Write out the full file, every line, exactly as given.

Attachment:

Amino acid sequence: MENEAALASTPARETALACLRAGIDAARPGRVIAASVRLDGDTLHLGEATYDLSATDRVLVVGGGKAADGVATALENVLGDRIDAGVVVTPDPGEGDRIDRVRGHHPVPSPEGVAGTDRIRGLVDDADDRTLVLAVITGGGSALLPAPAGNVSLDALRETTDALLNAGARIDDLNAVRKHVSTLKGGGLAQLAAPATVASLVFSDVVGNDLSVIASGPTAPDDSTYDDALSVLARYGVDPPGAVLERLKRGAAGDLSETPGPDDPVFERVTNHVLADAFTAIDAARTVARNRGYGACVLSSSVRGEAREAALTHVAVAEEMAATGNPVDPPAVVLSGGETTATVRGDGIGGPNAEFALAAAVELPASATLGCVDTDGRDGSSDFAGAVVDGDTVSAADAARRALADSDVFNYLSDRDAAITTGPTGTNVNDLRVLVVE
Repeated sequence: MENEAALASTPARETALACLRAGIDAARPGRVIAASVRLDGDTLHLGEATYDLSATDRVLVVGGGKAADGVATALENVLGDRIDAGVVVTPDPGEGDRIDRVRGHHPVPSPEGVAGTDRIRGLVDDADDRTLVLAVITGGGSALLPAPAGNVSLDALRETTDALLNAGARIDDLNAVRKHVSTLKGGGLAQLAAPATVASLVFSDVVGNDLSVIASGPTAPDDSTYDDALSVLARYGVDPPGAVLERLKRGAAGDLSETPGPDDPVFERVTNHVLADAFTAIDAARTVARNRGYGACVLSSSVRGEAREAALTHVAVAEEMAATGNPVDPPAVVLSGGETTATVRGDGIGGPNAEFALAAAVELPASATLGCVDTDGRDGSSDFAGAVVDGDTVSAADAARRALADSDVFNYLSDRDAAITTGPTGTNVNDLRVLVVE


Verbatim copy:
Amino acid sequence: MENEAALASTPARETALACLRAGIDAARPGRVIAASVRLDGDTLHLGEATYDLSATDRVLVVGGGKAADGVATALENVLGDRIDAGVVVTPDPGEGDRIDRVRGHHPVPSPEGVAGTDRIRGLVDDADDRTLVLAVITGGGSALLPAPAGNVSLDALRETTDALLNAGARIDDLNAVRKHVSTLKGGGLAQLAAPATVASLVFSDVVGNDLSVIASGPTAPDDSTYDDALSVLARYGVDPPGAVLERLKRGAAGDLSETPGPDDPVFERVTNHVLADAFTAIDAARTVARNRGYGACVLSSSVRGEAREAALTHVAVAEEMAATGNPVDPPAVVLSGGETTATVRGDGIGGPNAEFALAAAVELPASATLGCVDTDGRDGSSDFAGAVVDGDTVSAADAARRALADSDVFNYLSDRDAAITTGPTGTNVNDLRVLVVE
Repeated sequence: MENEAALASTPARETALACLRAGIDAARPGRVIAASVRLDGDTLHLGEATYDLSATDRVLVVGGGKAADGVATALENVLGDRIDAGVVVTPDPGEGDRIDRVRGHHPVPSPEGVAGTDRIRGLVDDADDRTLVLAVITGGGSALLPAPAGNVSLDALRETTDALLNAGARIDDLNAVRKHVSTLKGGGLAQLAAPATVASLVFSDVVGNDLSVIASGPTAPDDSTYDDALSVLARYGVDPPGAVLERLKRGAAGDLSETPGPDDPVFERVTNHVLADAFTAIDAARTVARNRGYGACVLSSSVRGEAREAALTHVAVAEEMAATGNPVDPPAVVLSGGETTATVRGDGIGGPNAEFALAAAVELPASATLGCVDTDGRDGSSDFAGAVVDGDTVSAADAARRALADSDVFNYLSDRDAAITTGPTGTNVNDLRVLVVE